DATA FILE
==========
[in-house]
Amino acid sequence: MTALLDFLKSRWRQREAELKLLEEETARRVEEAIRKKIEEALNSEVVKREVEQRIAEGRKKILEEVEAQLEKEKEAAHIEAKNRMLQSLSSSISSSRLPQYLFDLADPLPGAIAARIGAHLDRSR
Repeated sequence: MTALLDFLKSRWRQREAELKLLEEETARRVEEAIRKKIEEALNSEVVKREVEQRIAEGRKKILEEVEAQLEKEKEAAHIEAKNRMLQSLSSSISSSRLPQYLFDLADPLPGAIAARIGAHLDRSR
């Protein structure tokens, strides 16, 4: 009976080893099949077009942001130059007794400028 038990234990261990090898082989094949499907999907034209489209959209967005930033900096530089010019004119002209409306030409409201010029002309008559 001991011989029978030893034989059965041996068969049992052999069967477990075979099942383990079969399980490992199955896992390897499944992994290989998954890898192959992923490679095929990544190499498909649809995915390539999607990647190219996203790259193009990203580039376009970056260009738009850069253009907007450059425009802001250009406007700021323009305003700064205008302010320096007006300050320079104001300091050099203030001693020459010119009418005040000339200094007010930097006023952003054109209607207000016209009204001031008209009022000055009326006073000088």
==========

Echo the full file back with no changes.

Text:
[in-house]
Amino acid sequence: MTALLDFLKSRWRQREAELKLLEEETARRVEEAIRKKIEEALNSEVVKREVEQRIAEGRKKILEEVEAQLEKEKEAAHIEAKNRMLQSLSSSISSSRLPQYLFDLADPLPGAIAARIGAHLDRSR
Repeated sequence: MTALLDFLKSRWRQREAELKLLEEETARRVEEAIRKKIEEALNSEVVKREVEQRIAEGRKKILEEVEAQLEKEKEAAHIEAKNRMLQSLSSSISSSRLPQYLFDLADPLPGAIAARIGAHLDRSR
């Protein structure tokens, strides 16, 4: 009976080893099949077009942001130059007794400028 038990234990261990090898082989094949499907999907034209489209959209967005930033900096530089010019004119002209409306030409409201010029002309008559 001991011989029978030893034989059965041996068969049992052999069967477990075979099942383990079969399980490992199955896992390897499944992994290989998954890898192959992923490679095929990544190499498909649809995915390539999607990647190219996203790259193009990203580039376009970056260009738009850069253009907007450059425009802001250009406007700021323009305003700064205008302010320096007006300050320079104001300091050099203030001693020459010119009418005040000339200094007010930097006023952003054109209607207000016209009204001031008209009022000055009326006073000088």